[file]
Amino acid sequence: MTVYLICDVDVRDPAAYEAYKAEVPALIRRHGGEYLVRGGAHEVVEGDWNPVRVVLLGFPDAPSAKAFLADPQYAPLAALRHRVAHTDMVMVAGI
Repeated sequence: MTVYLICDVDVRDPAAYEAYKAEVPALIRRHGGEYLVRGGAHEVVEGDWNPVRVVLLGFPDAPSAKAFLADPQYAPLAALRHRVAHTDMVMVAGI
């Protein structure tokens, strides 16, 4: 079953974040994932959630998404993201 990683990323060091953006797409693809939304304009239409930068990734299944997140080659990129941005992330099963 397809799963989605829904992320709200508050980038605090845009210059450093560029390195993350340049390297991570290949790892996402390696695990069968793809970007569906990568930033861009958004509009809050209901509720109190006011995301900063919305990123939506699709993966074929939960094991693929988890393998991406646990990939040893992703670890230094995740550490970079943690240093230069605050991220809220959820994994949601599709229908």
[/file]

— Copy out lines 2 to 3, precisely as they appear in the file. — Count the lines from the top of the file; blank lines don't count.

Repeated sequence: MTVYLICDVDVRDPAAYEAYKAEVPALIRRHGGEYLVRGGAHEVVEGDWNPVRVVLLGFPDAPSAKAFLADPQYAPLAALRHRVAHTDMVMVAGI
């Protein structure tokens, strides 16, 4: 079953974040994932959630998404993201 990683990323060091953006797409693809939304304009239409930068990734299944997140080659990129941005992330099963 397809799963989605829904992320709200508050980038605090845009210059450093560029390195993350340049390297991570290949790892996402390696695990069968793809970007569906990568930033861009958004509009809050209901509720109190006011995301900063919305990123939506699709993966074929939960094991693929988890393998991406646990990939040893992703670890230094995740550490970079943690240093230069605050991220809220959820994994949601599709229908």